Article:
Natural Resources Wales publishes new guidance for woodland owners

Tree Felling: Getting Permission

Natural Resources Wales have published new guidance on applying for felling, now available in Welsh and English from their website.

On 15 September 2017, a man was fined £112,197 for illegally felling 200 ancient hedgerow beech trees without a licence  Newport Magistrates’ Court heard the man a former tenant at a farm in Manmoel, Blackwood, Caerphilly county, admitted cutting down the trees with his two sons in January 2017. Natural Resources Wales (NRW) discovered the remains of the hedgerow beech trees amounting to 200 cubic metres of felled timber. The legal limit of trees allowed to be felled by a landowner in a three-month period is five cubic metres and an NRW investigation found no felling licence was in place. To find out what you need to know about getting permission to fell any trees for yourself or for someone else click below.

Welsh: torri-coed-cael-cantaniad

English: NRW Tree Felling-Getting Permission booklet ENGLISH


News from the Squirrel Accord

The UK Squirrel Accord consists of 35 leading woodland, timber industry and conservation organisations in the UK.

It was created at the invitation of HRH The Prince of Wales – who had the aim of bringing a concerted and coordinated approach both to securing the future of our red squirrels and woodlands and also to controlling the introduced grey squirrel. Our commitment is to the effective and targeted control of grey squirrels and the protection of red squirrels.

Fertility control solution to reduce the millions of pounds worth of damage caused annually to UK’s broadleaf woodland by grey squirrels

The control of grey squirrels in the UK is not only vital to protect the native red squirrel population, but also to reduce the increasing damage caused to the UK’s broadleaf woodland, according to experts at the UK Squirrel Accord Autumn conference this week which was held at the APHA (Animal and Plant Health Agency) in York.

The conference, titled “Squirrels, Tree Health and Disease,” brought together leading representatives from the woodland and timber industry in addition to conservation organisations from all over the UK.  Their aim is to bring a concerted and coordinated approach to securing the future of our red squirrels and woodlands, and to controlling the introduced grey squirrel.

The Earl of Kinnoull, Chair of RSST (Red Squirrel Survival Trust) and UK Squirrel Accord, says: “The threat of grey squirrels, which are a non-native species, to the native red squirrel population is widely recognised in the UK.  An incredible amount of work has been done in recent years to protect red squirrels particularly in Scotland, Northern England, Northern Ireland  and Wales. However, what has often been overlooked is the significant economic, environmental and social damage caused to our broadleaf woodland.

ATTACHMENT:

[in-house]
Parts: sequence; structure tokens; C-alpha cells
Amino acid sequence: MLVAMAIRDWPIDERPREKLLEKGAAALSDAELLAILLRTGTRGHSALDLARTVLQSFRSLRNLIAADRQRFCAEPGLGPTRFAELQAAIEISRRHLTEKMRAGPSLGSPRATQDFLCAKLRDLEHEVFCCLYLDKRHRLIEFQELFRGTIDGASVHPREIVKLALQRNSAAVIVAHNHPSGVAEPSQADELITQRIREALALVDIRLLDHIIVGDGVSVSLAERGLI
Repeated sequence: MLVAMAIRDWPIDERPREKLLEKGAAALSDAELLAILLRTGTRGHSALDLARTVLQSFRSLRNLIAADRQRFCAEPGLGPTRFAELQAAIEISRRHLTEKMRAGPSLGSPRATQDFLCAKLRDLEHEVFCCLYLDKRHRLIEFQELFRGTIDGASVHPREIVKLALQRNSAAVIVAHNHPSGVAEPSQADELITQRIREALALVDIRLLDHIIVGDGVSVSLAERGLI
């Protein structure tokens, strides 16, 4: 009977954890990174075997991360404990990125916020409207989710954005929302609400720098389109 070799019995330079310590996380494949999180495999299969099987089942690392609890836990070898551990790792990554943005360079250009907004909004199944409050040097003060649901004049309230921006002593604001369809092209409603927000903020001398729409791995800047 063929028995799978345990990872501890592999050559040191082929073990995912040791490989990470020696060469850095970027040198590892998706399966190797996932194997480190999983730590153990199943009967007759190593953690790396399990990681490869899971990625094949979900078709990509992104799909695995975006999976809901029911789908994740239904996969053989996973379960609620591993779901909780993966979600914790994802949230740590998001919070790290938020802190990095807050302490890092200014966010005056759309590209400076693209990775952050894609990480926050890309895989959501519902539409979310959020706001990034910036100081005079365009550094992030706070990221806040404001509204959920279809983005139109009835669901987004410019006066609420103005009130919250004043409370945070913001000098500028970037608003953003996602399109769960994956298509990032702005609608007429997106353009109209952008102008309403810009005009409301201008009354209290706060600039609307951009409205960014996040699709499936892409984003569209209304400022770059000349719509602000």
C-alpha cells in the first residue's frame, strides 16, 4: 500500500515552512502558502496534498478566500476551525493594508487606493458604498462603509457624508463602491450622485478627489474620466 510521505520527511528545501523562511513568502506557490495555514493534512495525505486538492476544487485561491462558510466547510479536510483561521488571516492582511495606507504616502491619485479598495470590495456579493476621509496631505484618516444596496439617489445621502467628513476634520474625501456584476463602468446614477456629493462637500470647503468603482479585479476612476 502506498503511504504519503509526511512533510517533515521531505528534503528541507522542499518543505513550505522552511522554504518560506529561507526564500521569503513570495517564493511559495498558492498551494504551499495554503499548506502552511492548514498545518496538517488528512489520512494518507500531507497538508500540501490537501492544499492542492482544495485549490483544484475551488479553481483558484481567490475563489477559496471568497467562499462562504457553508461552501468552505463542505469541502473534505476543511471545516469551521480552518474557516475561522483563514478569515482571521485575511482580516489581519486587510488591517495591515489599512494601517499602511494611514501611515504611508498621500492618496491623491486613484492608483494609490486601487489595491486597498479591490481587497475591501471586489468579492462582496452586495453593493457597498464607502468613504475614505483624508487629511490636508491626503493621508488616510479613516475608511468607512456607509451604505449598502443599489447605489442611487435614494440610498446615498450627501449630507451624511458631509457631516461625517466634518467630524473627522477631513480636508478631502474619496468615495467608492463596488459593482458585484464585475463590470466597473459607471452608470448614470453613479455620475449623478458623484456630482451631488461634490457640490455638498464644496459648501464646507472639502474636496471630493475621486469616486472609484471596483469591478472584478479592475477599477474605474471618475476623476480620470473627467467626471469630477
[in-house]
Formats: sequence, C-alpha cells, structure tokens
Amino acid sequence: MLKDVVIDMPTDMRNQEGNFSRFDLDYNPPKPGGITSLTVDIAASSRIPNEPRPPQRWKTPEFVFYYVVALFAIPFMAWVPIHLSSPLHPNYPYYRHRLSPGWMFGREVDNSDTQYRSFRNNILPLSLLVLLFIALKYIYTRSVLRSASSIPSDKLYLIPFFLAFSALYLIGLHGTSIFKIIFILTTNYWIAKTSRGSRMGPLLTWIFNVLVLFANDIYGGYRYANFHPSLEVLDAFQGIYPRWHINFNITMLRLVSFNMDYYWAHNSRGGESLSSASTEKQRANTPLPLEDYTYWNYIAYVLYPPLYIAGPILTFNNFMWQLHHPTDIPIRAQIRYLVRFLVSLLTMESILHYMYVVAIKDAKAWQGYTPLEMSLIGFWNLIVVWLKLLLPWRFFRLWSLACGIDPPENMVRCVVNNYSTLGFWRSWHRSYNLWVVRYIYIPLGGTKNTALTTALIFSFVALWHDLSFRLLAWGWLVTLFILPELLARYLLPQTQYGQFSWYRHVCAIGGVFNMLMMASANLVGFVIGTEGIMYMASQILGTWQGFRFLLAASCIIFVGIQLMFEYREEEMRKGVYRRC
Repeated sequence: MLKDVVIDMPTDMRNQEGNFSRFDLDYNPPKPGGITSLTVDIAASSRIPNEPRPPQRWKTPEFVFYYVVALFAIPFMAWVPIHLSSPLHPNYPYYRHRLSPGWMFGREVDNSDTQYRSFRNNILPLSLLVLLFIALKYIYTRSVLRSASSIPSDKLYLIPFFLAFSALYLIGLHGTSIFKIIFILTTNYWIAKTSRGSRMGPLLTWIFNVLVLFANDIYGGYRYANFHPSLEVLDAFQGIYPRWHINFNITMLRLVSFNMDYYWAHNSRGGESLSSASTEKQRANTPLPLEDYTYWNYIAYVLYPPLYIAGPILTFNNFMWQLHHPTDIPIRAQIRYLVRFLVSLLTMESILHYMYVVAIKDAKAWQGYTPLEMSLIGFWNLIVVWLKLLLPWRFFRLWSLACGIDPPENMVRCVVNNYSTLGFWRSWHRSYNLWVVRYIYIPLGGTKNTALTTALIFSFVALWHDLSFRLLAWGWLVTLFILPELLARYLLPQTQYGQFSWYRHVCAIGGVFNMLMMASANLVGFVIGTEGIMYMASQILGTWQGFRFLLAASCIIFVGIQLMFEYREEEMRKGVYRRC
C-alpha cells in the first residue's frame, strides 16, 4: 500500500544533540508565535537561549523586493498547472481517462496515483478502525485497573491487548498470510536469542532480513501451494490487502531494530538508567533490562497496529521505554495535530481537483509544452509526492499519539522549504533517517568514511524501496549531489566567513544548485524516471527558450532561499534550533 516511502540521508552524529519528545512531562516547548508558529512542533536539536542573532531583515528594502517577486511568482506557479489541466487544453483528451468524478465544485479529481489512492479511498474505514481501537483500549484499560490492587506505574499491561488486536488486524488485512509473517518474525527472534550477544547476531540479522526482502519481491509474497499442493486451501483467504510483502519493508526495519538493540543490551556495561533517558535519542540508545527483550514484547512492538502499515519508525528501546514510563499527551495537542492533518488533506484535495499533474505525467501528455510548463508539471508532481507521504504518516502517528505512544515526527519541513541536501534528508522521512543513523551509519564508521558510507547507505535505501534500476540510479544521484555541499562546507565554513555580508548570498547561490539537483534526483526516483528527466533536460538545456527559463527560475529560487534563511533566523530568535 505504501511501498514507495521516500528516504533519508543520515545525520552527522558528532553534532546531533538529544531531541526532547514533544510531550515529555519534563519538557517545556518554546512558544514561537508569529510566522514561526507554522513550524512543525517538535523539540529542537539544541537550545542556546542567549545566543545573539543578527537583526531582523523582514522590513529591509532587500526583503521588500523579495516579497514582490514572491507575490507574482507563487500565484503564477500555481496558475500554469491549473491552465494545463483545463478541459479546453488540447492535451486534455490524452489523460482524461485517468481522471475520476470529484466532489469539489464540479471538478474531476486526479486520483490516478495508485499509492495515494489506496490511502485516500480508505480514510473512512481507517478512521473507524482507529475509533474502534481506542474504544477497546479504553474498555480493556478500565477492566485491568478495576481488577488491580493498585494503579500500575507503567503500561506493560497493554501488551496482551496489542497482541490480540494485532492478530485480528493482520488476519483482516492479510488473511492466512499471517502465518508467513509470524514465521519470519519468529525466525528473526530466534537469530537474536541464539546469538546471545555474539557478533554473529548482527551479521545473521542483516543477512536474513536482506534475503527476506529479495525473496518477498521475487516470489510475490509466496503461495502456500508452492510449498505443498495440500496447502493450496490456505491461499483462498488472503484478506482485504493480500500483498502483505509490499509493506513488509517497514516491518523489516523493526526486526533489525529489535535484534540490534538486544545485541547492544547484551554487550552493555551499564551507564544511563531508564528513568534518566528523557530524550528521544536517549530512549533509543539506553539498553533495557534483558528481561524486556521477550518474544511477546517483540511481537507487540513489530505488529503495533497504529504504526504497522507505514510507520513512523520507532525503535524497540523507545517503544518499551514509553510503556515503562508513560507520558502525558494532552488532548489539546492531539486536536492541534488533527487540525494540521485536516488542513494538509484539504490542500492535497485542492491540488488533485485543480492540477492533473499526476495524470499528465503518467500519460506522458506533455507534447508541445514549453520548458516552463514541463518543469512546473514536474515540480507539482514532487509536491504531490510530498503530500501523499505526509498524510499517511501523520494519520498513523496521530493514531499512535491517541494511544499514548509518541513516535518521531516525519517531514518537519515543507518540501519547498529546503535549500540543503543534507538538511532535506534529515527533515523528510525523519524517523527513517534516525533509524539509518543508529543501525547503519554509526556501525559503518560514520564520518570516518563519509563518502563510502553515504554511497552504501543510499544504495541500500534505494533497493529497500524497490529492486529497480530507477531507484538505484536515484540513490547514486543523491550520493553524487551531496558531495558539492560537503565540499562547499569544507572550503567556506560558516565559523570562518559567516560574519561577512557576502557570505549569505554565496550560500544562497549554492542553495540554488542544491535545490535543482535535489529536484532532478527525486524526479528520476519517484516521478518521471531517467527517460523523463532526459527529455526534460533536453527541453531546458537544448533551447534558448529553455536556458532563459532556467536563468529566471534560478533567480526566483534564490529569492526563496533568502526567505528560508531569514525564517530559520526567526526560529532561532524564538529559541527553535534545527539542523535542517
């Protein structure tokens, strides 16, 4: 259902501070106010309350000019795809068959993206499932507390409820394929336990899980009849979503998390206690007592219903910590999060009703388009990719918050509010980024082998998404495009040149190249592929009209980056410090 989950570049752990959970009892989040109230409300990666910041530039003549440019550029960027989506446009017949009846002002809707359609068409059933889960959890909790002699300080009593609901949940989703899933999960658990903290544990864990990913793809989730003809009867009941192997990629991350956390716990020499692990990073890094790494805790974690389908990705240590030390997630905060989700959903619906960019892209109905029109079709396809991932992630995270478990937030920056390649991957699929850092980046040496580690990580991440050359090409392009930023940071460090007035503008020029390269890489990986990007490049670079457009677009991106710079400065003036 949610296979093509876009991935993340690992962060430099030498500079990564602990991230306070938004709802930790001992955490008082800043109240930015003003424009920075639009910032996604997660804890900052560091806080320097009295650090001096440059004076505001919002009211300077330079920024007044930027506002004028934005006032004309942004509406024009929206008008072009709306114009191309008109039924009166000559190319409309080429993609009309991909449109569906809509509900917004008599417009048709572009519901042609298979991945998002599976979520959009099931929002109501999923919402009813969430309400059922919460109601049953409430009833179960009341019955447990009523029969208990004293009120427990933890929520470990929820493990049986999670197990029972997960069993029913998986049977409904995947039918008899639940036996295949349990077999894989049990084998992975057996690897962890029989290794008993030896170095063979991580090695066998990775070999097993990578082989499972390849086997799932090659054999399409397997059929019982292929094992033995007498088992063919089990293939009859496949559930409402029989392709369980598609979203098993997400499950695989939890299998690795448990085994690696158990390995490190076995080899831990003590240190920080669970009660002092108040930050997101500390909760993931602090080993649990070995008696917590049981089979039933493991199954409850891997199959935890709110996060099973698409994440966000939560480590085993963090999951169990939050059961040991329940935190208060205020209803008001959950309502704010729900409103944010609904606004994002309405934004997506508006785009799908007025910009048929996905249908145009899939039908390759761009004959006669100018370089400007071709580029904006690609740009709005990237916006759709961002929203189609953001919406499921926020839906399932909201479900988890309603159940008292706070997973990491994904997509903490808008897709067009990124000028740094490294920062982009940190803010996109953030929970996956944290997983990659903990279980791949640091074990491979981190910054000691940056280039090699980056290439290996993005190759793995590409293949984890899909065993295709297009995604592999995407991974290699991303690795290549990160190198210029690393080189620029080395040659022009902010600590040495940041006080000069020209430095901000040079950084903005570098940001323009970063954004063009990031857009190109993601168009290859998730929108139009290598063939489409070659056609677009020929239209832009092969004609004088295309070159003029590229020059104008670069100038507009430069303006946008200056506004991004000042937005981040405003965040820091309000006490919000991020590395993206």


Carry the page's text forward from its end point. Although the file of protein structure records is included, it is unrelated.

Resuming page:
“The impact is devastating, and it is important the wider public are aware of the potential landscape damage that is, and will be, caused by grey squirrels. It is therefore vital that effective controls are introduced to minimise this and protect our broadleaf woodlands.”

Dr. Giovanna Massei, National Wildlife Management Centre, Animal and Plant Health Agency (APHA) reported on progress from the first year of a 5-year project on fertility control research.

“Oral contraceptives for grey squirrels offer a humane and safe option of population control that might be used in addition to other control methods. Our research provides a vaccine to the grey squirrel in an encapsulated form using a natural capsule of a pollen or spore grain (known as a SPeC). These SPeCs are added to a bait and when the animals eat the bait, the ‘sticky’ SPeCs attach to the intestine and release the fertility control vaccine into the blood stream.

“A grey squirrel-specific food hopper is used and is weighted to prevent entry of other mammals such as red squirrels. The fertility control vaccine stimulates the production of antibodies and all sexual activity is decreased so resulting in the animals remaining in a non-reproductive state as long as a sufficient level of antibodies is present.

“If all trials and formal registration of the vaccine are successful it is possible that vaccine could be brought to market within 6-8 years. This is a very exciting development in the potential control of grey squirrels in the UK and could revolutionise the management of the population in future,” she concludes.

Dr Julie Lane National Wildlife Management Centre, Animal and Plant Health Agency (APHA) reported on progress on the various control methods currently or previously employed and the pros and cons of each:

  • Warfarin (no longer used) · Drey poking/ shooting
  • Free shooting · Live trapping
  • Kill traps